The always kinetic, passionate and detailed-oriented writer and director Edgar Wright (Scott Pilgrim vs. the World, Shaun of the Dead) has added another fantastic movie to his filmography with BABY DRIVER.

During a press day in Los Angeles I asked a couple of questions to the British filmmaker, and Mexican actress Eiza González. The film also stars Lily James, Kevin Spacey, Jon Bernthal, Jon Hamm, Jamie Foxx, and Ansel Elgort.

BABY DRIVER is now playing in theaters nationwide.


DH: To me it feels that this story takes place in a more real fiction than, for example, Pulp Fiction. Do you agree with that? Is this the most “realistic” film that you have done?

Edgar Wright: I am not sure that this is a more real world than Pulp Fiction. Obviously, there are no zombies or robots. In theory Hot Fuzz could happen. I think that Hot Fuzz is becoming real right now on the UK [Laughs]. But yeah, I wanted to make this one feel more realistic and grounded. The whole point of the movie is that you start with the fantasy of being a getaway driver. Increasingly through the film, you are shown the nightmare that it is to be a criminal. So, all of the glamour that could be associated with that job, in terms of Ansel Elgort being this cool kid driving fast cars, are replaced by the amount of stakes and consequences as the story goes on, to the point that you can’t keep running and you must face them. That was very intentional. I read a great review that said something like “The first half is a great action comedy, but then it gets really dark,” and I am thinking like “Yeah, that was kind of the point!” I think that there are many films today that are just capers, and there are no consequences for any of the characters. I love those gangsters movies where people must make strong moral decisions.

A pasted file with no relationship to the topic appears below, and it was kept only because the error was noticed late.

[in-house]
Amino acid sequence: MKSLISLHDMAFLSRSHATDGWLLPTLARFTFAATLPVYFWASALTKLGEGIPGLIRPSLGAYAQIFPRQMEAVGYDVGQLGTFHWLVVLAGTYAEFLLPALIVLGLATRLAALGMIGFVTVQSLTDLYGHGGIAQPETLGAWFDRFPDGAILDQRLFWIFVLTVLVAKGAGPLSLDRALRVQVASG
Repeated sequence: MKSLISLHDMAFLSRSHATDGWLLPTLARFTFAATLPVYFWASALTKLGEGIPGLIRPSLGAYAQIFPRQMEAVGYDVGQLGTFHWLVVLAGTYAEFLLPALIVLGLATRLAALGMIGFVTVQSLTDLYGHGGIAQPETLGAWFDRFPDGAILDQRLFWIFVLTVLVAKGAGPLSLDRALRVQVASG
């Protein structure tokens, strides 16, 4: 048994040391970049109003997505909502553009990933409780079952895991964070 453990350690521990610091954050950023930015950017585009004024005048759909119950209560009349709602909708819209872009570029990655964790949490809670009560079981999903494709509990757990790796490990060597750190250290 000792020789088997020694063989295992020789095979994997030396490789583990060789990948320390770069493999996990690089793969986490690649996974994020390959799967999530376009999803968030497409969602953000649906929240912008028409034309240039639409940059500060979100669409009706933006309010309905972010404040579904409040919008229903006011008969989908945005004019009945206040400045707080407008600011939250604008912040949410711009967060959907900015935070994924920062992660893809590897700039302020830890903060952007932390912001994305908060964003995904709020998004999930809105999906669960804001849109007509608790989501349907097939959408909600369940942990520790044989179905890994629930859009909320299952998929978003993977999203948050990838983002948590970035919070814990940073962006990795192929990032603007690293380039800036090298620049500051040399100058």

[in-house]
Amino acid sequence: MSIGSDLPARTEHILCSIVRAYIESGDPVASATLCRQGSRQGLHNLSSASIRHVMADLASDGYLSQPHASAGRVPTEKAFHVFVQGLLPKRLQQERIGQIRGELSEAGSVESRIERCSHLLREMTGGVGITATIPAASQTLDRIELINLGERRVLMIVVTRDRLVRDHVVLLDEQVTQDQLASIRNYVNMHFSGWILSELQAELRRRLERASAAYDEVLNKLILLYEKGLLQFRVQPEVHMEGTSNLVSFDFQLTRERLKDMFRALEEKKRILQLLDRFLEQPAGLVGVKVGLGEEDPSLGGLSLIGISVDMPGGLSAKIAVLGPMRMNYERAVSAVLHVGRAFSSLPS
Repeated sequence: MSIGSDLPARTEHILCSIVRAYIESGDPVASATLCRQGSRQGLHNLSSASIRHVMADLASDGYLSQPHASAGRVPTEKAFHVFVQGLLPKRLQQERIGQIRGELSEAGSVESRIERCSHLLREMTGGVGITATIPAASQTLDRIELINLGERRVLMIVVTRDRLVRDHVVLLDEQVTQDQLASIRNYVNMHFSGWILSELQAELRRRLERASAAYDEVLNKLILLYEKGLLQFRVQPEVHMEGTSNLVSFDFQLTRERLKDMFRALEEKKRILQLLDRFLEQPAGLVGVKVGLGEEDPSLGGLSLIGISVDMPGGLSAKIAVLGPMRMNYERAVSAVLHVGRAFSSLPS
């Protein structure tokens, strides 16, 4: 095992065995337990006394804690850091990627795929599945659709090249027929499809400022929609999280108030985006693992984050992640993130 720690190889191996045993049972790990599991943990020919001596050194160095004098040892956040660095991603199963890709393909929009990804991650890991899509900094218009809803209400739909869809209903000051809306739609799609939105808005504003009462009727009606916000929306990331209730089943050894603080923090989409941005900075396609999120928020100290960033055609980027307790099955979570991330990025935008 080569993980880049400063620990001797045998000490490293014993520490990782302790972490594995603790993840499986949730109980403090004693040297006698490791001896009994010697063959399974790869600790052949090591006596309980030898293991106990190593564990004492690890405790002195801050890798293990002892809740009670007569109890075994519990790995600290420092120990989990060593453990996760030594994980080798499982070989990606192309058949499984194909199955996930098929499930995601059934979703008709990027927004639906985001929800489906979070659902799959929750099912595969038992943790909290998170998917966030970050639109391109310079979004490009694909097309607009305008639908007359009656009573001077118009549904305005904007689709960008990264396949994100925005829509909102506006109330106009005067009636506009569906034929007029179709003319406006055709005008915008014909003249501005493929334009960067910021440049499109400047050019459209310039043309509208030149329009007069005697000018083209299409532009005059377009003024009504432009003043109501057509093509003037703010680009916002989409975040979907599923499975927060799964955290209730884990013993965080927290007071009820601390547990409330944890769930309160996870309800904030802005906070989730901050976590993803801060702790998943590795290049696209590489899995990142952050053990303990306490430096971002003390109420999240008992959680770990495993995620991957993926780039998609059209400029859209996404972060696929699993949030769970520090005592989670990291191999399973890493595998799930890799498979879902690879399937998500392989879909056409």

DH: After making these very personal and rewarding films, are you open to consider directing a franchise movie, superhero adaptations, or blockbusters in general?

E.W.: I would never say never about those kinds of stuff. But if a studio wants to give you money to make an original movie, you have to do it. The world doesn’t need more franchises or connected universes. While I was getting this film financed, I was offer two franchise movies, and I said “No. I have to make this original movie. It’s important.” There are examples of great franchise films, even this year, but making an original one is so difficult that if you are giving the opportunity you must do it for the sake of film history.

DH: In the film we see two very different relationships: Baby and Deborah’s innocent romance, and a more twisted dynamic between your character Darling with Buddy. In your personal view, which one is “truer love”?

Eiza González (Darling): I don’t think that one is better or worse. We all have experienced both, sometimes in the same relationship. I think that is a great way to put it on-screen, what love means: Love will make you do crazy things. We have two extreme versions of it.

BABY DRIVER is now playing in theaters nationwide.

After being coerced into working for a crime boss, a young getaway driver finds himself taking part in a heist doomed to fail.